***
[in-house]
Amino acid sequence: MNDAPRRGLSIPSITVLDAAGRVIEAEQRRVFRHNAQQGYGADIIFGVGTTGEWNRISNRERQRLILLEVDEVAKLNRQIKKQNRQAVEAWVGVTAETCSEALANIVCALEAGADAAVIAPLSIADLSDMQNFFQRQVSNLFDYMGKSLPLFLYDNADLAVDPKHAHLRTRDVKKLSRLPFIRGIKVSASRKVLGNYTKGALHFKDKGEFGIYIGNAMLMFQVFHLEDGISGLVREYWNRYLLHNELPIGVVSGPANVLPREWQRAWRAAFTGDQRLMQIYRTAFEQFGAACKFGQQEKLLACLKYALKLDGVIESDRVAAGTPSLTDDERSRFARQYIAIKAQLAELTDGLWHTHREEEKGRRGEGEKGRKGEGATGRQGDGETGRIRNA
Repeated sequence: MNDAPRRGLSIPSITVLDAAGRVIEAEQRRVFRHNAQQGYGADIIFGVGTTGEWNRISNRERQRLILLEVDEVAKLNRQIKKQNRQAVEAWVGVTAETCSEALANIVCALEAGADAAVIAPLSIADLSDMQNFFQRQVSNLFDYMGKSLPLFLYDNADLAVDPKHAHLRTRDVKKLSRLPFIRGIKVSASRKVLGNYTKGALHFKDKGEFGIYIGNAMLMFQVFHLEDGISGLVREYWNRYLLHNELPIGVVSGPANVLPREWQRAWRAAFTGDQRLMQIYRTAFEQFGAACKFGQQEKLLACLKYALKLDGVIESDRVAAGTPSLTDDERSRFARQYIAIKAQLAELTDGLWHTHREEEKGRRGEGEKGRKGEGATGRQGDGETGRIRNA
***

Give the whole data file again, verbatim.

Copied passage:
[in-house]
Amino acid sequence: MNDAPRRGLSIPSITVLDAAGRVIEAEQRRVFRHNAQQGYGADIIFGVGTTGEWNRISNRERQRLILLEVDEVAKLNRQIKKQNRQAVEAWVGVTAETCSEALANIVCALEAGADAAVIAPLSIADLSDMQNFFQRQVSNLFDYMGKSLPLFLYDNADLAVDPKHAHLRTRDVKKLSRLPFIRGIKVSASRKVLGNYTKGALHFKDKGEFGIYIGNAMLMFQVFHLEDGISGLVREYWNRYLLHNELPIGVVSGPANVLPREWQRAWRAAFTGDQRLMQIYRTAFEQFGAACKFGQQEKLLACLKYALKLDGVIESDRVAAGTPSLTDDERSRFARQYIAIKAQLAELTDGLWHTHREEEKGRRGEGEKGRKGEGATGRQGDGETGRIRNA
Repeated sequence: MNDAPRRGLSIPSITVLDAAGRVIEAEQRRVFRHNAQQGYGADIIFGVGTTGEWNRISNRERQRLILLEVDEVAKLNRQIKKQNRQAVEAWVGVTAETCSEALANIVCALEAGADAAVIAPLSIADLSDMQNFFQRQVSNLFDYMGKSLPLFLYDNADLAVDPKHAHLRTRDVKKLSRLPFIRGIKVSASRKVLGNYTKGALHFKDKGEFGIYIGNAMLMFQVFHLEDGISGLVREYWNRYLLHNELPIGVVSGPANVLPREWQRAWRAAFTGDQRLMQIYRTAFEQFGAACKFGQQEKLLACLKYALKLDGVIESDRVAAGTPSLTDDERSRFARQYIAIKAQLAELTDGLWHTHREEEKGRRGEGEKGRKGEGATGRQGDGETGRIRNA